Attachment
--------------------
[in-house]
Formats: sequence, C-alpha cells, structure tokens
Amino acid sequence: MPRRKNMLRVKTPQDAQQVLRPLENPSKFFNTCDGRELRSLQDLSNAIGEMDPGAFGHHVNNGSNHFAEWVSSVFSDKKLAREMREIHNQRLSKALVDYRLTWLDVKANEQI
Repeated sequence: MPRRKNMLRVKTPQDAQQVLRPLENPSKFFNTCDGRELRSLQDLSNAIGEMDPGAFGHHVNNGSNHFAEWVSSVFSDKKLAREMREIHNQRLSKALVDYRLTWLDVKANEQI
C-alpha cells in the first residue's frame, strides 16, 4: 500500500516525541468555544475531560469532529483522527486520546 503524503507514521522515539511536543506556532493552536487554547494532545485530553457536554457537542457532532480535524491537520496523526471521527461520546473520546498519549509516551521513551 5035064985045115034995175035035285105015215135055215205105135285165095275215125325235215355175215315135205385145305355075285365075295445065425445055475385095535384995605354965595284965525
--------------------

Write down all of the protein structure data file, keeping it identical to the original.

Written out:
[in-house]
Formats: sequence, C-alpha cells, structure tokens
Amino acid sequence: MPRRKNMLRVKTPQDAQQVLRPLENPSKFFNTCDGRELRSLQDLSNAIGEMDPGAFGHHVNNGSNHFAEWVSSVFSDKKLAREMREIHNQRLSKALVDYRLTWLDVKANEQI
Repeated sequence: MPRRKNMLRVKTPQDAQQVLRPLENPSKFFNTCDGRELRSLQDLSNAIGEMDPGAFGHHVNNGSNHFAEWVSSVFSDKKLAREMREIHNQRLSKALVDYRLTWLDVKANEQI
C-alpha cells in the first residue's frame, strides 16, 4: 500500500516525541468555544475531560469532529483522527486520546 503524503507514521522515539511536543506556532493552536487554547494532545485530553457536554457537542457532532480535524491537520496523526471521527461520546473520546498519549509516551521513551 5035064985045115034995175035035285105015215135055215205105135285165095275215125325235215355175215315135205385145305355075285365075295445065425445055475385095535384995605354965595284965525